Decision Date: 2 September 2015

Leading judgment: Meagher JA (with Ward JA and Gleeson JA agreeing).


On 25 January 2009, the Appellant (Sharp) attended the Parramatta War Memorial Swimming Centre (‘the Centre’) with her partner and two friends. The Centre was run by Parramatta City Council. 

A few hours after the Appellant arrived at the Centre, the Centre’s 10metre diving platform was opened. The Appellant watched people jumping from the platform for approximately 15-20 minutes. The Appellant and a friend walked to the diving tower and ascended the stairs, which were at the time crowded. 

Once reaching the top of the platform the Appellant became nervous and decided that she did not want to jump. In addition, and although it was a real possibility, the Appellant determined that she could not descend the stairs.  Accordingly, the Appellant sought instruction from the lifeguard situated at the top of the platform, who advised that she jump falling vertically feet first into the water. 

The Appellant jumped falling feet first, but ultimately entered the water at an angle with her buttocks making first contact with the surface.  Landing in this position caused the Appellant to sustain a compression fracture of her T11 vertebral body.


At trial, and despite a multitude of particulars of negligence being pleaded, Curtis DCJ identified two main complaints alleged by the Appellant:

  1. The Respondent ought not have been permitting patrons to jump from the 10 metre board by permitting them to run and jump into the pool. Rather, the Appellant argued that the Respondent should have properly instructed and supervised or the activity should not have been permitted at all. 
  2. The Respondent owed a duty of care [1],  and the duty required that reasonable care was taken to avoid foreseeable risks of injury to persons using the pool. Ultimately the Appellant argued that this duty would be satisfied with adequate supervision and instruction. 

At trial there was a factual dispute regarding the instructions that were given to the Appellant by the lifeguard. Nevertheless the primary judge ultimately found that it was probable that the Appellant had been instructed to “fall vertically, feet first into the pool below”.

Ultimately, the Respondent denied the existence of the alleged duty of care and breach of same. Further, the Respondent relied on defences in the Civil Liability Act 2002 (NSW) (CLA). It was argued that the risk of harm of jumping from a 10 metre platform constituted an “obvious risk” [2],  a “dangerous recreational activity” [3],  and accordingly, the Respondent owed “no proactive duty to warn of obvious risk” [4] and was not liable in negligence for the harm suffered by the Appellant as a result of the materialisation of ‘harm suffered from obvious risks of dangerous recreational activities’.[5]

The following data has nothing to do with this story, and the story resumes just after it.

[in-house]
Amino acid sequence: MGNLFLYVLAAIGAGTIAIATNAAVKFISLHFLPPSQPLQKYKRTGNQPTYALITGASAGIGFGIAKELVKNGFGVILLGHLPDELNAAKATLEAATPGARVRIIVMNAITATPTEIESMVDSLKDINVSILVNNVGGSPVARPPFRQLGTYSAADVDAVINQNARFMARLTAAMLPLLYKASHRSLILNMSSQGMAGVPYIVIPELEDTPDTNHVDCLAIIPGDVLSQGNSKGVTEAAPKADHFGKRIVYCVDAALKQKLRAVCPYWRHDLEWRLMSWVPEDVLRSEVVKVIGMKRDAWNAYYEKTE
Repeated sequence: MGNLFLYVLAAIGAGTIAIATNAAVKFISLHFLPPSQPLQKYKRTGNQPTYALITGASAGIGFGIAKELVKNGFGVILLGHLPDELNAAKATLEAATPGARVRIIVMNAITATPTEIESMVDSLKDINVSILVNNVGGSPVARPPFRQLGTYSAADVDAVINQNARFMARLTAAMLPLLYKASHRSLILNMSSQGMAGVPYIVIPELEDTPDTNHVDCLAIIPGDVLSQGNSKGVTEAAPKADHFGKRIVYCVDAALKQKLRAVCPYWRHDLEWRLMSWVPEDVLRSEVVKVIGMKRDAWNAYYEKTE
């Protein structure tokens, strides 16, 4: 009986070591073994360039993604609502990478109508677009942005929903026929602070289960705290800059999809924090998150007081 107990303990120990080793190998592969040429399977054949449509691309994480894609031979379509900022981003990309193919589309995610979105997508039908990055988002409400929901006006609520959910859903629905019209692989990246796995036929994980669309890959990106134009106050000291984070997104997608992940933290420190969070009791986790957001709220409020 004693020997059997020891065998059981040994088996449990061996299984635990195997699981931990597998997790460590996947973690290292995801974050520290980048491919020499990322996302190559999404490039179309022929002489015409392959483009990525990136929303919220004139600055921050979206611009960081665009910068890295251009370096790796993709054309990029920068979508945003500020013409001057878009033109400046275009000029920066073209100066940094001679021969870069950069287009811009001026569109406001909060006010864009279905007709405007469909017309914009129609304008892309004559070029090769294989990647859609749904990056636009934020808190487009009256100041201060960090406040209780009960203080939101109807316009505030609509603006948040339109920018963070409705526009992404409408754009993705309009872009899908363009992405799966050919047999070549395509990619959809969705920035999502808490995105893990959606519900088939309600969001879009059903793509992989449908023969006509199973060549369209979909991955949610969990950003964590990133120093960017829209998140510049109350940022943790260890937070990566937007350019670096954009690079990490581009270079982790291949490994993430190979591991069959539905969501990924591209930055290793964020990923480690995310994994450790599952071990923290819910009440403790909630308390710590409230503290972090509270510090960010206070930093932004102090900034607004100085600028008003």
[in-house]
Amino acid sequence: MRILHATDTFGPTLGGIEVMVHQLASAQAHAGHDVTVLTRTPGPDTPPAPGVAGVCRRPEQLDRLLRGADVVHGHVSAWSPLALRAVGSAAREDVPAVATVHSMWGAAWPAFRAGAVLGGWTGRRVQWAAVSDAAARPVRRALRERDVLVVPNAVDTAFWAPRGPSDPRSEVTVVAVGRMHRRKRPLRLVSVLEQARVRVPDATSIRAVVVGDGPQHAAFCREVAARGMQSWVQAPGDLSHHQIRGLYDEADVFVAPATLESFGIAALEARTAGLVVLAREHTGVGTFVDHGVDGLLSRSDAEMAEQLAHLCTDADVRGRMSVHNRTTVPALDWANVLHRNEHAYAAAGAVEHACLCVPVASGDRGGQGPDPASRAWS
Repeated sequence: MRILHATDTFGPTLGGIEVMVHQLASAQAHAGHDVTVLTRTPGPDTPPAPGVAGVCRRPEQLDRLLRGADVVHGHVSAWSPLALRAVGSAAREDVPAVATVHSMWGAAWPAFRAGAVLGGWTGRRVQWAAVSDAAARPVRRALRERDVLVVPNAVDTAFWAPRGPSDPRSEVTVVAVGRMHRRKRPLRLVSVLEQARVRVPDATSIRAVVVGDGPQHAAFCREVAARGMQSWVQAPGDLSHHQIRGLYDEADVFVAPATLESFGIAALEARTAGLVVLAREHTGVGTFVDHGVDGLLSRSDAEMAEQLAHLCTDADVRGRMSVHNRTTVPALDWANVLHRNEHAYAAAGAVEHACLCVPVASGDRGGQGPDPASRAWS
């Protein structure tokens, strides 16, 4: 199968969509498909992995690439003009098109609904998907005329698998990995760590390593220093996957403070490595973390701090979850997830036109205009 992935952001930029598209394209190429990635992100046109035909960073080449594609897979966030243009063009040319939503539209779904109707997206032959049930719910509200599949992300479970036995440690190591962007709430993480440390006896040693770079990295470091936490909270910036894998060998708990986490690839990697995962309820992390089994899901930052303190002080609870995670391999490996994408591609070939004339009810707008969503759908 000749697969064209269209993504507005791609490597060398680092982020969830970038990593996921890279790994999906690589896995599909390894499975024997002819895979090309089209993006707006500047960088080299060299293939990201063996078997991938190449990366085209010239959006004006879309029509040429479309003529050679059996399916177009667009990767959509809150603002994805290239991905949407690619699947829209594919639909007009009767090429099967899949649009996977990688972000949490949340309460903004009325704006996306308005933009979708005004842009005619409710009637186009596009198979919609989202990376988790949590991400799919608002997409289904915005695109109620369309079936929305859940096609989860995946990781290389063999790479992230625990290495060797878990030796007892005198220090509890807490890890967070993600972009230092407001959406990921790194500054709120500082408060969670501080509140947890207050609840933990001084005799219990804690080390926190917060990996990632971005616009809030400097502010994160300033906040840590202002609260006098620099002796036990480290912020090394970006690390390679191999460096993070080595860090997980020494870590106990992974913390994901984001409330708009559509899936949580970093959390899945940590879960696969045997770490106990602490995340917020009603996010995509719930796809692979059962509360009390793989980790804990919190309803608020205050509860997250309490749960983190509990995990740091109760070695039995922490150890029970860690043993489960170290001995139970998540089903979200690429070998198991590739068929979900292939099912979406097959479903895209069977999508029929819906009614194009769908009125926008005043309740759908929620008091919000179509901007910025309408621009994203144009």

Significantly, the primary judge did not perceive it to be necessary to determine the above issues because he held that, in accordance with s 5M of the CLA that no duty of care exists for recreational activities which have been the subject of a “risk warning”.[6]  Fundamentally, as the risk of jumping of the platform was the subject of a “risk warning”, s 5M applied and was in and of itself a complete defence to the Appellant’s claim. 

Curtis DCJ held that even if the Respondent owed a duty of care in responding to a request for advice as to how to jump, such a duty was satisfied by the instructions provided by the lifeguard that one ought “fall vertically, feet first into the pool”. 


The key issue for determination before the Court of Appeal concerned whether the primary judge had erred in holding that the Respondent had discharged any duty of care to supervise and instruct.

The Court of Appeal affirmed Curtis DCJ’s judgment in concluding that s 5M of the CLA applied. The Court of Appeal held that “the sign was placed in a manner reasonably likely to result in [the Appellant] being warned of the risk” .[7]

With regard to the question of whether the instructions of the lifeguard (allegedly to “just take a run and jump”) contradicted the risk warning, the Court of Appeal affirmed that the primary judge did not err in his judgment. Ultimately“such advice as to how [the Appellant] should fall and enter the water implicitly acknowledged that there was a risk of injury in jumping from the platform, particularly if the Appellant did not execute her jump in accordance with that instruction”.[8]

Finally, despite the primary judge not considering the defences available to the Respondent beyond s 5M of the CLA, the Court of Appeal in this instance did consider the defence available in accordance with s 5L of the CLA, namely the‘materialisation of a dangerous recreational activity’.

The Court of Appeal determined that the risk of jumping off a 10 metre platform would have been “clearly apparent to and understood by a reasonable adult in the Appellant’s position”.[9]  Further, the obviousness of the risk was highlighted by the placement of the warning sign at the bottom of the platform as well as by the presence of the lifeguard on the platform. Fundamentally, the Court of Appeal held that s 5L(1) was satisfied and the Respondent was not liable in negligence for that harm. 


Importantly this decision outlines the availability of the defences available in the CLA as well as their application.

With regard to s 5M of the CLA, this decision clarifies that a “risk warning” must warn of the “general nature of the risk …. given in a manner that is reasonably likely to result in people being warned of the risk before the recreational activity”.[10]  Ultimately it becomes a question not of whether the relevant person understood the warning, but rather whether the warning was likely to result in people being warned.[11]

This case note was drafted by Annica Leal.